Laura has worked on the bottling line, in the cellar, and finally in the brewhouse. “Everybody’s gotta work together to make the end product get to the public,” she says.

Brewery specs:

Kettle size: 2, 120-BBL brewing systems.

Size and quantity of fermentation tanks: 68, 400-BBL fermenters; 6, 150-BBL.

Size and quantity of bright tanks: 2, 150-BBL; one, 390-BBL; 5, 650-BBL; 4, 850-BBL.

Annual brewing capacity/last year’s production: Brewed 285,075 BBL in 2014.

Square footage: 55,000 sq. ft. brewery, with 65,000 sq. ft. packaging hall.

Years in operation: 18 years (opened August 1996).

“If you really want it, you can have it.” [Tweet This]

 

Listener question:

From John D.: What’s your least favorite style of beer?

Book recommendation:

  • “I haven’t been reading books, I’m awful. I need to get back into it.”

Check out the entire list of recommended books, click here.

Your Free Audio Book

An upcoming beer style:

Session IPA

Other resources:

You can reach Laura Ulrich and Stone Brewing Co. at:

Laura is on Twitter at:

Sponsors:

Audible

Download a free audiobook.

Audible. Download a free audiobook. http://microbrewr.com/audible

Support MicroBrewr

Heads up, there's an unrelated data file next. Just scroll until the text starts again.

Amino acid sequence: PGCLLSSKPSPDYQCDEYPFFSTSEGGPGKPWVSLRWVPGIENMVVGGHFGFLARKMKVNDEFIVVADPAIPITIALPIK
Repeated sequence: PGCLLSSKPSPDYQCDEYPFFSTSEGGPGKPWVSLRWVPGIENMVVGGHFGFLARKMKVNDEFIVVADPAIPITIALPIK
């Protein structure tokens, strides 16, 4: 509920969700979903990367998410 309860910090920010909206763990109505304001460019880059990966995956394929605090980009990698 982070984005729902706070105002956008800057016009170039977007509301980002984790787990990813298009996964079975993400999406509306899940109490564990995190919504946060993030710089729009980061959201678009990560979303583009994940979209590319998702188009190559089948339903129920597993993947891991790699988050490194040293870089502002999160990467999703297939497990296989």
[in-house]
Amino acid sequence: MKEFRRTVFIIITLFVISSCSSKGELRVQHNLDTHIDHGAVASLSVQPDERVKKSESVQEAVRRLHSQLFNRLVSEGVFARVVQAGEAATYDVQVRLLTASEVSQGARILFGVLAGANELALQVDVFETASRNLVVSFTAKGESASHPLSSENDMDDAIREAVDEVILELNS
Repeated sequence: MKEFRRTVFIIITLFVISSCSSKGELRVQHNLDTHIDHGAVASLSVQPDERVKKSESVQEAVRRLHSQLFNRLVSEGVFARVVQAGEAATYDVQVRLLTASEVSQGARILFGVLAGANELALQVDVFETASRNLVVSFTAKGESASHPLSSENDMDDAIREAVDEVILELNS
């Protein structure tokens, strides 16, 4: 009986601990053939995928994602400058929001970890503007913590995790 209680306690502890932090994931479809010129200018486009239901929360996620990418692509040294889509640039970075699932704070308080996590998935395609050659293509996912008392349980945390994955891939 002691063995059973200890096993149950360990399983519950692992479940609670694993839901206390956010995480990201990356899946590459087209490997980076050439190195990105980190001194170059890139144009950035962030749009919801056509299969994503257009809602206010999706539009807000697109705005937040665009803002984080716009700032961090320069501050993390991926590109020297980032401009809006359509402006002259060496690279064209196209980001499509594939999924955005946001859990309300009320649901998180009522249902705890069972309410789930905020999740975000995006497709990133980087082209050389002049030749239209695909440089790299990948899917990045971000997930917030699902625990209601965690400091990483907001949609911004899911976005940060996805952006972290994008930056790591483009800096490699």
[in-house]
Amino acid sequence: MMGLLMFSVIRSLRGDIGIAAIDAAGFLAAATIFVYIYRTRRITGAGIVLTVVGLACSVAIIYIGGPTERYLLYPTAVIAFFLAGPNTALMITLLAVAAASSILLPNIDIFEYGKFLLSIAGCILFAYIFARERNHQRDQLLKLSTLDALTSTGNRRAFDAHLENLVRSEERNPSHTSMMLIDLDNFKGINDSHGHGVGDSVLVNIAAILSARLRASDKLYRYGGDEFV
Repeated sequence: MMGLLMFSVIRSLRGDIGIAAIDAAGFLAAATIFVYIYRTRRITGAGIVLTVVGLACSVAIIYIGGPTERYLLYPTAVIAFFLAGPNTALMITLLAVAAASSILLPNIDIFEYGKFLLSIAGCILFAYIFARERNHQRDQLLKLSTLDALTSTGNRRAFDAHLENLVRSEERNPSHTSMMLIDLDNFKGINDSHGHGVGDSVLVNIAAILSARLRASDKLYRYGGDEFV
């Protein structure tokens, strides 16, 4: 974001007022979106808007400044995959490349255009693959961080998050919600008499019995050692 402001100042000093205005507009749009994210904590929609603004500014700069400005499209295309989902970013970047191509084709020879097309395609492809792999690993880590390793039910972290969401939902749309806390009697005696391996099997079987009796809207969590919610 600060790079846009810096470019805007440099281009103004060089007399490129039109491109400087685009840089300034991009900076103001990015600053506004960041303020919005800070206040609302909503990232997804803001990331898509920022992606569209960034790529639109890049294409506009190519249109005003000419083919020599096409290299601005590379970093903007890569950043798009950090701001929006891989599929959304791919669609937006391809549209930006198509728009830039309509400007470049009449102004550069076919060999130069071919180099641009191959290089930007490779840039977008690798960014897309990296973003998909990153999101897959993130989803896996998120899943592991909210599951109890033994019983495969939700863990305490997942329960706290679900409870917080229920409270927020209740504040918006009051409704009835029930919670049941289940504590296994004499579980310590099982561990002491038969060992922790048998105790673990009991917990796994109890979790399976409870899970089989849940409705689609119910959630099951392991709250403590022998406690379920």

Help keep MicroBrewr on the air. CLICK HERE for ways you can help.

Subscribe on iTunes             Listen to Stitcher

MicroBrewr 025: A religious experience at the homebrew club, with Studio Brew.

MicroBrewr 025: A religious experience at the homebrew club

In 2009 Erich Allen had a “religious experience” the first time he went to a homebrew club. He started brewing all-grain batches and made 7 beers in one week. Soon he had a dream to open a brewery. Then it became his passion, and then his obsession. So he and his wife visited 48 breweries around the nation to get advice before they converted a photography studio at their home into a 3-BBL nano brewery: Studio Brew in Kingsport, Tennessee.

Erich tells great stories. He takes us on the long journey through the many permitting agencies. At first it didn’t seem possible to have a brewery at his home. But by working with the staff at the permitting agencies, they found a way and did it all working with the system.

Erich is an eloquent speaker. There are many gems in this episode including:

“I respect the beer styles that were set forth centuries ago, but try to make something that people will say, ‘That was the best beer ever.’”

“That’s what it’s all about: Make craft beer to share with those who love beer.”

Listener question:

From Mel Troha: Is a nanobrewpub always easier to start and sustain than a production nanobrewery?

Book recommendation:

Check out the entire list of recommended books, click here.

Your Free Audio Book

An upcoming beer style:

Session IPA

Other resources:

You can reach Erich Allen and Studio Brew at:

If you like the show, please subscribe in iTunes or Stitcher. When you subscribe, it’ll let you know when there’s a new episode, you won’t miss a thing!

Support MicroBrewr

Help keep MicroBrewr on the air. CLICK HERE for ways you can help.

Subscribe on iTunes             Listen to Stitcher

MicroBrewr 022: Expanding to... India! with Arbor Brewing Company.